REVIEW: If You Don’t Let Us Dream, We Won’t Let You Sleep, by Anders Lustgarten, at the Royal Court

if you don't let us dream“Everybody’s got an agenda”, says one of the characters towards the end of Anders Lustgarten’s new play “If You Don’t Let Us Dream, We Won’t Let You Sleep”. It’s impossible to see the play, remember the line and resist the temptation to mention it in the review. Because Anders Lustgarten clearly has an agenda. Which is to say he has an opinion and a conviction. All fine ingredients for a play. The question remains: Do drama, insight, even provocation, match his conviction? Let’s see.

MAJOR SPOILERS. I won’t be able to make my case without plot spoilers, you have been warned.

The play starts when a government official comes across a great idea: if we monetise social unity and sell it as bonds, the private sector will pick up the cost and create incentives to reduce social unrest. Cue in scenes where bureaucracy and stupidity go hand in hand, money talks, people become numbers on a form. Early on, the play, with short jump cuts and scenes not necessarily related to each other, is reminiscent of Caryl Churchill’s Love and Information, but without the grace and piercing intellect.

Slowly, some characters establish themselves as the same person from scene to scene: Ryan, played by Daniel Kendrick, is a young working class man with prospects but things don’t go as planned. Joan, played by Susan Brown, is a retired nurse struggling to keep her dignity and make ends meet. Around them, bankers, hospital officials, hedge fund managers, immigrants, activists,  make points, speeches, try to advance their agenda. None of the characters is more than a placeholder for an idea: even Joan and Ryan, the characters we spend more time with, seem adrift without a convincing past.

What’s more, they behave in a way impossible to explain: Ryan, the nice young lad with prospects and ambitions, is involved in a serious physical attack with racial motives, just because his friend, an appalling individual whose racist ideas are 40 years out of date, tells him “Nobody in this worlds gives a flying f*** about you”.   Joan, a retired nurse, uses racial verbal abuse towards a stab victim because he is getting treatment – bleeding to death and all – and she isn’t (her bandage for a “laceration with subcutaneous hematoma” isn’t set right). If those were signs of human weakness, the play could make an important point: no one is immune to being selfish. As it is, the system is to blame. The characters never take responsibility and face the monster within.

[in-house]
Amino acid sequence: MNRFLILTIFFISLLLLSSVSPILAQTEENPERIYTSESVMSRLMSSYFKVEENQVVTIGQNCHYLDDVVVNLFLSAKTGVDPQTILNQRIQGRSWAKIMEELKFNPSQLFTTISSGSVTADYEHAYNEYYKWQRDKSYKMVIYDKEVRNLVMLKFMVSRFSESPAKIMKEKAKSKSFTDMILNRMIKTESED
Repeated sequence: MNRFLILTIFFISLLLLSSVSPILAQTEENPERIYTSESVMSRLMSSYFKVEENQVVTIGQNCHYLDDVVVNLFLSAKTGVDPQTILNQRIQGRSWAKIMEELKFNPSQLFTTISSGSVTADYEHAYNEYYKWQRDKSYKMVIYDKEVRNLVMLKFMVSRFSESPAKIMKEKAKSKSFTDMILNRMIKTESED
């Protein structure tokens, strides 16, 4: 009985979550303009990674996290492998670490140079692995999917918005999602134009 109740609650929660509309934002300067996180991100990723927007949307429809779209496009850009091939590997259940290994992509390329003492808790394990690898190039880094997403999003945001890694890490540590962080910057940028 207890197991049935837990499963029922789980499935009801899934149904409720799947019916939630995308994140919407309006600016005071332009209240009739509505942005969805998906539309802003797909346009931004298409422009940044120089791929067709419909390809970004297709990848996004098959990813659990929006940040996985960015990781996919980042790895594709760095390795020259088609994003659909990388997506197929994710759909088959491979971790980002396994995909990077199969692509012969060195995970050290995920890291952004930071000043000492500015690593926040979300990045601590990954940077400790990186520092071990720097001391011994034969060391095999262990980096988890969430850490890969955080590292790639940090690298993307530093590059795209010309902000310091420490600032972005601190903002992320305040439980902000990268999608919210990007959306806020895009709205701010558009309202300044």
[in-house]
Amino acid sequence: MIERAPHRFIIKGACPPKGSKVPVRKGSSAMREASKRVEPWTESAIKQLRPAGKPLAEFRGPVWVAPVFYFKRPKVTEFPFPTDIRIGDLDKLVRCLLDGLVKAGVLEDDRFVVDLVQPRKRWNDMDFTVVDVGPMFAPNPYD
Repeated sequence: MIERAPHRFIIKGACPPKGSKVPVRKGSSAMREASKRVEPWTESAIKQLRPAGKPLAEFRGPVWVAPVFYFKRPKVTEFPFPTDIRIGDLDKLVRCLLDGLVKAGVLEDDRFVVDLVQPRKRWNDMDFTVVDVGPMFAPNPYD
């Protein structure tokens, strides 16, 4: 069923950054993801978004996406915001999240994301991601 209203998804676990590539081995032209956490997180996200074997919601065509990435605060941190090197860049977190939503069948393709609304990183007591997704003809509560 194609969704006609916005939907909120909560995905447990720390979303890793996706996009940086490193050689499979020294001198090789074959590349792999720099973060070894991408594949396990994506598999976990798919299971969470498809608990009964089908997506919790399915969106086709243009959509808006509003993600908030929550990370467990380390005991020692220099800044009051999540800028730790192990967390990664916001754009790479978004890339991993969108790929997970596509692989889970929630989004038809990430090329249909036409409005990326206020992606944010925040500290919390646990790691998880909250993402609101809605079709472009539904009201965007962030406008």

The last part of the play is set in a disused courtroom: activists are ready to put capitalism on trial. They want to do it right, argue all the points, create the moment where everything changes. Dramatically, it is meant to be a time of great jeopardy: if it doesn’t happen here, it will never happen. Instead, it looks futile and inefficient: people sitting around and quoting essays. Someone is excited about all the media interest: “Al-Jazeera, the Guardian and the Mail, together at last.” I am certain, when the revolution starts. the Guardian and the Mail won’t be there.

The play sets great ideas but doesn’t follow through: the social unity bonds are issued, capitalists bet pro and against, we are promised this game changing idea will be taken to its ultimate conclusion but nothing happens. Great characters pop up, but don’t get to say anything insightful: Kelly, played by Meera Syal, an activist of more than thirty years, offers banalities like: “You keep plugging away and never give up”. There is no sense of personal history or experience. Sly jokes about the user comments at the Guardian website and Starbucks spice things up, but by and large, the play remains blind to the ironies of the  situation.

Within the serious constraints of the play, the actors make a good job of portraying a wide variety of characters, changing at the blink of an eye. I was particularly impressed with Ferdy Roberts who portrays three people as far away from each other as they can be. Simon Godwin keeps things moving and without masking the play’s weaknesses (it’s never as interesting or as radical as it wants to be), the result is an engaging evening.

“If you don’t let us dream, we won’t let you sleep” was a line chanted by the protesters in Spain. It seems to me he biggest victory of capitalism is to sells us dreams. Maybe it’s time for everyone to wake up.

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